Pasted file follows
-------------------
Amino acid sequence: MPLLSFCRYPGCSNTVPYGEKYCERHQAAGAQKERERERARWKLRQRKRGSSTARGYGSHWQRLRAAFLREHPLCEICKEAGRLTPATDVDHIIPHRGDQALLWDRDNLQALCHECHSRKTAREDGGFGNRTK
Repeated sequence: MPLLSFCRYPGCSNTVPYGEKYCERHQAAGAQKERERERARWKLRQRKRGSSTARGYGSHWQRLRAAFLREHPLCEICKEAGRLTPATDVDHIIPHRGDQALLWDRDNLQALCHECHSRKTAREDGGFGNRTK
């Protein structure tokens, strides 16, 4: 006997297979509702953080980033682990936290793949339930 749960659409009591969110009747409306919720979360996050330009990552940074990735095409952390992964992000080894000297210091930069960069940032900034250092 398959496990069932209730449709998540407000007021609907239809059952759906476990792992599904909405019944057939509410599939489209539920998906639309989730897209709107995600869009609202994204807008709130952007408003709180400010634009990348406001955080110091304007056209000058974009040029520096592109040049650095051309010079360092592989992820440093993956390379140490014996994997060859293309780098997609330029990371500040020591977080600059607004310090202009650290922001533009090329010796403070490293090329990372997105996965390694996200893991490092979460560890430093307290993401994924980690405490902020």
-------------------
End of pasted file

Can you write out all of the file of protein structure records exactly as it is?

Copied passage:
Amino acid sequence: MPLLSFCRYPGCSNTVPYGEKYCERHQAAGAQKERERERARWKLRQRKRGSSTARGYGSHWQRLRAAFLREHPLCEICKEAGRLTPATDVDHIIPHRGDQALLWDRDNLQALCHECHSRKTAREDGGFGNRTK
Repeated sequence: MPLLSFCRYPGCSNTVPYGEKYCERHQAAGAQKERERERARWKLRQRKRGSSTARGYGSHWQRLRAAFLREHPLCEICKEAGRLTPATDVDHIIPHRGDQALLWDRDNLQALCHECHSRKTAREDGGFGNRTK
């Protein structure tokens, strides 16, 4: 006997297979509702953080980033682990936290793949339930 749960659409009591969110009747409306919720979360996050330009990552940074990735095409952390992964992000080894000297210091930069960069940032900034250092 398959496990069932209730449709998540407000007021609907239809059952759906476990792992599904909405019944057939509410599939489209539920998906639309989730897209709107995600869009609202994204807008709130952007408003709180400010634009990348406001955080110091304007056209000058974009040029520096592109040049650095051309010079360092592989992820440093993956390379140490014996994997060859293309780098997609330029990371500040020591977080600059607004310090202009650290922001533009090329010796403070490293090329990372997105996965390694996200893991490092979460560890430093307290993401994924980690405490902020």